I have joined dozens of incidents in progress where troubleshooting is getting contentious, or stagnating. And getting folks into a call to talk out: what they know, what they need, and what they are trying to do, has been the fastest way to get everyone on the same page. 

The act of gathering together takes incidents from feeling like an isolating predicament you have to figure out on your own- to a troubleshooting team effort. Calls, whether they’re on Zoom, Google Meet, Slack Huddle, or even an old fashioned conference call, are our best approximation of that “war room” experience. Incidents are stressful environments, but they are also a team sport. Being able to talk things out with your teammates as you work arm in arm on the same problem, eases some of that isolation and anxiety that can creep in during an incident.

This is why one of the first integrations we built in the Jeli incident response bot was to spin up and link a Zoom meeting. You can set it up to have a Zoom link created when kicking off an incident, or use “/jeli zoom” to add a call during response. We’ll link it in the channel description and in the overview we send to designated channels, so that it’s easy for everyone to find. (We’ve also got a Google Meet integration coming soon to Jeli’s incident response bot!)

Getting on a call does not mean you have to stay in that call for the entirety of the incident, maybe a smaller group of folks want to talk through a schema change. Take care to be explicit about when it’s okay for other folks to drop off and continue to follow along in the response channel. This is where expectation setting comes in.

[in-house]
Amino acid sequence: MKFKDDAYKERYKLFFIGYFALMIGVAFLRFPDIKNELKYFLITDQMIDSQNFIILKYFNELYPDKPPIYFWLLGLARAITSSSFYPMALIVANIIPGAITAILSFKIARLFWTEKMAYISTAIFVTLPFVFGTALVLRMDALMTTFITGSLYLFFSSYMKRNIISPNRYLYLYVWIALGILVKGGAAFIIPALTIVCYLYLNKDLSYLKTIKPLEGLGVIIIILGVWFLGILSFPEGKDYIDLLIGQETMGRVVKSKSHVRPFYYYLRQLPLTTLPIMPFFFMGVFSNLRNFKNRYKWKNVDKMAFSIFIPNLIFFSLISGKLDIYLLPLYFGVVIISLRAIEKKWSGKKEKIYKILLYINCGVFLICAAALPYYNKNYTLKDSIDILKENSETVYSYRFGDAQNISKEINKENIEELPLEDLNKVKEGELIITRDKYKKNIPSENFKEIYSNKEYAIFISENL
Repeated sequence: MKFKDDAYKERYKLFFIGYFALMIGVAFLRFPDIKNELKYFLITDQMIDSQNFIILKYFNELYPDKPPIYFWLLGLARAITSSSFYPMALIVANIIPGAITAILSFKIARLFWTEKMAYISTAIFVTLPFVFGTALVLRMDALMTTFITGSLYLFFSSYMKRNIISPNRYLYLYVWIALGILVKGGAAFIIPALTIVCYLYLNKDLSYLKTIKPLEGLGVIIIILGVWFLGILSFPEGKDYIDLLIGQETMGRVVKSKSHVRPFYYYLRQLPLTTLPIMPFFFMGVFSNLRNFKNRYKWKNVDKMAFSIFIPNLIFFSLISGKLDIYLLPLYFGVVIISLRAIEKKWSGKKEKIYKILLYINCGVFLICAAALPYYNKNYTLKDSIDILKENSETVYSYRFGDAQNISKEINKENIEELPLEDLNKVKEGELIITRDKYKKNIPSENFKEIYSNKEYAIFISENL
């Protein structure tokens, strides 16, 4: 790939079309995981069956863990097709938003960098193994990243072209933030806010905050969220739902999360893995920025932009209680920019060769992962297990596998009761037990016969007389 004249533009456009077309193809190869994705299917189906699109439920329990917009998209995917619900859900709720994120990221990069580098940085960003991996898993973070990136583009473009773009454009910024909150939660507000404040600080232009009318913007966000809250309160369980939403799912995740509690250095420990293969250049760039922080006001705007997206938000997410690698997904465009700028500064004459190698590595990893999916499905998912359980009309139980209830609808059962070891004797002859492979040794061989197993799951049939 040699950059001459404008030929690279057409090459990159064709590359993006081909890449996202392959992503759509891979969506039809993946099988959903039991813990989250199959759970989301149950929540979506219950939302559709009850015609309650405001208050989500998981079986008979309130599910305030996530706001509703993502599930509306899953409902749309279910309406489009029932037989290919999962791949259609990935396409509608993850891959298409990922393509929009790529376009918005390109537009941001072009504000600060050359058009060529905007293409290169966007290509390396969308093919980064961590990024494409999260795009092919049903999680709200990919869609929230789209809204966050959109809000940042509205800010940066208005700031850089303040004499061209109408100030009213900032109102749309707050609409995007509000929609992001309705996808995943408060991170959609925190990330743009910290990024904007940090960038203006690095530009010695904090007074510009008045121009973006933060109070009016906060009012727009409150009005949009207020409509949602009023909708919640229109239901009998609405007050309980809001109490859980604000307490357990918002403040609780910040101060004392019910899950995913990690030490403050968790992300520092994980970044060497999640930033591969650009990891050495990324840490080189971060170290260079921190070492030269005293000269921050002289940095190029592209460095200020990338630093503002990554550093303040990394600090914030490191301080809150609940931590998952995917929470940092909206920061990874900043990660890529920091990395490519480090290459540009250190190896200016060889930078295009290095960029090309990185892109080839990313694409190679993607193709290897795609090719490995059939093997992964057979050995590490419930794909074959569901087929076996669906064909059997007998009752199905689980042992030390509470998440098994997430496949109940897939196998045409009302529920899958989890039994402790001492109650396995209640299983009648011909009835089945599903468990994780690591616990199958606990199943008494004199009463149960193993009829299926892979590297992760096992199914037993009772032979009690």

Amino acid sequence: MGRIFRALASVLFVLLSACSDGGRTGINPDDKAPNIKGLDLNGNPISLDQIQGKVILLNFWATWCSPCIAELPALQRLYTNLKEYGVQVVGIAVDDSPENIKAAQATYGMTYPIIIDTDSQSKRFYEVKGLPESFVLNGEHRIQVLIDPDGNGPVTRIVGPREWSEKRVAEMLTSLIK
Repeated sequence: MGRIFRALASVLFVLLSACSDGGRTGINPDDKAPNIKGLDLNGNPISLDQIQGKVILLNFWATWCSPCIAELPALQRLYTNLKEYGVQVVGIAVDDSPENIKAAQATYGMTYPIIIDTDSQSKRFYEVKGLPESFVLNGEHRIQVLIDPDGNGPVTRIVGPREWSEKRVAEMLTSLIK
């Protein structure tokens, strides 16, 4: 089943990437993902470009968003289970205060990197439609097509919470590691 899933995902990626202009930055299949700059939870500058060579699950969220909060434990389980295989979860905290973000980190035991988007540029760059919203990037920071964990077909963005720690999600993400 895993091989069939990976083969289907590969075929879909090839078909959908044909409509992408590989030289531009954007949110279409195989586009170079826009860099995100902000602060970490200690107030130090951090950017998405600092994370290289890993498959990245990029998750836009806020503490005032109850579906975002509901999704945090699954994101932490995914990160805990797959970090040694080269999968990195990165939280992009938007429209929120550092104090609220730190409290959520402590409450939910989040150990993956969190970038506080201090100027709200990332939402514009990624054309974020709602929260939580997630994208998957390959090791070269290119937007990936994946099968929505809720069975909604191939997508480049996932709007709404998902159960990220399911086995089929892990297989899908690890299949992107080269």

Collaborating Remotely: Manage Expectations 

If you’ve piled your responders into a call to get on the same page, your Slack channel might fall silent. This makes it harder for folks looking for answers to catch up on what’s happened so far. 

When you hop into a call, set some expectations with the group about how, who, where, and when, you want to communicate outside the call. Jot down highlights that occur in the call as they happen, in the Slack channel. You can designate someone to do this, agree that you’ll each be responsible for updating about your own actions, or crowdsource so that whoever is not actively working on something updates the channel. 

This is where “making analysis easier later” and “keeping communication flowing” come together. These don’t have to be formal updates. They can be as simple as: 

As you send messages to the response channel, these updates build context as they string together, making it easier for folks who are unable to hop into a call know what’s going on. 

If one message is particularly helpful, with Jeli’s incident response bot you can react to a message with the 📣  :mega:, 📌 :pushpin:, or 📫 :mailbox: emoji to turn any message in the incident channel into a status update that’s sent to the broadcast channels.

Updating folks with technical progress is important, but a large, often overlooked, part of incident response is the side conversations that take place in the background while technical troubleshooting takes center stage: 

  • Where are we on solving the problem?
  • Do we fully understand the scope of impact yet?
  • What should/can we tell customers?
  • When can we expect more information?
  • Do these types of failures in this system have downstream impacts to billing, legal, or security?
  • Are we violating any contractual SLAs?
  • Is this at the level that someone should email the executive team?